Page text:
I competed in 15 meets during my freshman year at the University of Florida. Competing with the Florida Gators throughout 15 competitions was so much fun. I gradually got to know all my teammates at all of the away meets, and enjoyed the journey. The Florida Gators won every meet during the regular season, won the SEC Championships, and placed 2nd at the 2022 NCAA Women’s Gymnastics Championships. We all felt that we fell short of our goal of winning the title, but we were proud of ourselves for being runner-up. This will make us work harder to want to win the Championships.
What are some of your stand-out highlights from your gymnastics career so far?
Some of my stand-out highlights from my gymnastics career include winning the 2018 U.S. Classics and 2018 U.S. Championships as a junior elite gymnast, winning the All-Around title at the 2019 American Cup during my debut as a senior elite, becoming a Tokyo Olympic alternate, winning two medals at the World Championships, and contributing to the Florida Gators. I was fortunate to have scored two perfect tens (Vault and Bars), scored 39.875 in one of the meets, become an All-American, and make the All-SEC and All-SEC Freshman Teams. I am excited to see what the future holds and continue achieving goals.
How was it transitioning from junior level to senior and do you have any favourite memories from being a junior gymnast?
Transitioning from the junior level of elite gymnastics to the senior level wasn’t too difficult since my gymnastics has just continued to grow over the years. Once I entered the senior level, I knew I needed to increase my difficulty in order to be competitive at the senior level. I continued to learn new skills and upgraded my difficulty over time.
The first meet I competed at as a senior elite gymnast was the 2019 American Cup. It was a Federal International Gymnastics (FIG) World Cup with gymnasts from all over the world. I was honoured to compete with World champions and Olympians. My favourite memory as a junior elite gymnast was winning the 2018 U.S. All-Around title. I was honoured to have accomplished that and finished my junior elite career off strong.
Where does your love of gymnastics come from and had you always wanted to compete at the elite level?
My love for gymnastics comes from competing. My favourite part of the sport is getting to travel all over the U.S. and the world after becoming an international elite. I enjoy performing and the challenge when it comes to competitions.
When I was younger, I didn’t set goals that were too far ahead of my future. As I was growing up, I saw a lot of older gymnasts in the gym quit the sport, so I was never sure how far I could go. I just enjoyed every level of the sport and took it one day at a time. I didn’t think of elite gymnastics until my head coaches Al and Armine Fong told me I had the potential of becoming an elite gymnast. From then on, I had goals of becoming an elite and dreaming of competing in the Olympics someday.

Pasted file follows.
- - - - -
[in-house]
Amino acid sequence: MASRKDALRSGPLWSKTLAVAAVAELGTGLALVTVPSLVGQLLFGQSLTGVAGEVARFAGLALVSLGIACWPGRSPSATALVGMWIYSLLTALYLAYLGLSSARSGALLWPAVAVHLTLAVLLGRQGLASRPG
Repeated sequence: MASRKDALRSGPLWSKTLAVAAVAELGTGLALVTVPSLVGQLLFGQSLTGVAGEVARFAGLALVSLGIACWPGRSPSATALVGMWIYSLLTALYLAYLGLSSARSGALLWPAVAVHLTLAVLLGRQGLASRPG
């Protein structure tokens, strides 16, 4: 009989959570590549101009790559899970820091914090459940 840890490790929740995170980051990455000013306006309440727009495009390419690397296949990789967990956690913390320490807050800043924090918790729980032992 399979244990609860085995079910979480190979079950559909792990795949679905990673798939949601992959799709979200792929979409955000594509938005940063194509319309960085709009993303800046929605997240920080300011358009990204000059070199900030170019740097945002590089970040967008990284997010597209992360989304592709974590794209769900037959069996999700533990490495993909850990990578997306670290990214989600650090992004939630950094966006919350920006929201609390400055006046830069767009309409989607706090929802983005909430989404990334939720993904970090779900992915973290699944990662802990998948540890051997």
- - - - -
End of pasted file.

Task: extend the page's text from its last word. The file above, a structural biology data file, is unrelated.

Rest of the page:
What is a typical training day for you and how different is it in the lead-up to a major competition?
For about eight years up to the Olympics, I trained for about five-and-a-half hours during the school year and up to seven hours a day during the summer, where we had two workouts per day. During off-season, gymnasts normally focus on upgrading their routines and learning new skills, but when it comes to a major competition, gymnasts are putting numbers into routines. The routines a gymnast competes are usually the skills that the gymnast has already mastered and ready to perfect for competition.
Have you been given any advice over your career so far that has stuck with you and what advice would you give a gymnast heading to college?
The greatest advice I have learned throughout my career is to set short and long-term goals. Without short-term goals, it is impossible to achieve long-term goals.
For a gymnast heading to college, I would tell them to take it slow, get to know their new coaches and team, and be determined to help the team win a National Championship. Without each individual team member’s drive, determination, and hard work, it’s impossible to achieve such a big goal as a team.
We understand you run Leanne Wong Bowtique, how did this come about and what can you say about it?
I began my entrepreneurial career in December of 2021 when I started my Leanne Wong Bowtique. It is an online business where I sell my signature handmade hair bows. I was known for my bows after I made a bow in my high school elective class and started wearing them to every practice and competition. I first started wearing them in 2018 and decided to share them with everyone in 2021 after the Tokyo Olympics and World Championships. I spent my Christmas break setting up my own website and taking all the pictures of various colours of bows. I got a lot of help from my mom who also runs the business with me. I am thankful that my mom helps me while I am busy with school and gymnastics. It has been a blessing to have so many girls in the gymnastics community support my business and wear my bows. Nowadays, I enjoy wearing my leotards with a bow and my signature printed on the back of them! I am also just starting to sell the leos to other gymnasts on my bow website (leannewongbowtique.com). www.instagram.com
How do you like to spend your time away from your career?
When I am not doing gymnastics or school, I am often managing Leanne Wong Bowtique, my Instagram accounts (@leanne.wong_ and @leannewongbowtique), and also enjoy cooking and spending time with friends and family. When I have free time, I like cooking for my roommates and family.
Since getting injured at the recent U.S. National Championships, how is recovery coming along and what future competitions are you targeting?
Since getting injured at the recent U.S. National Championships, I am focused on healing and preparing for the World Selection in October. This will be the final elite competition I can attend this year before the next collegiate season begins in January. I want to make sure I am healthy for the selection, so I can work toward accomplishing my personal goals. I also want to heal well getting ready for my next collegiate season, so I can compete at my full potential and contribute to the Florida Gators as much as I can.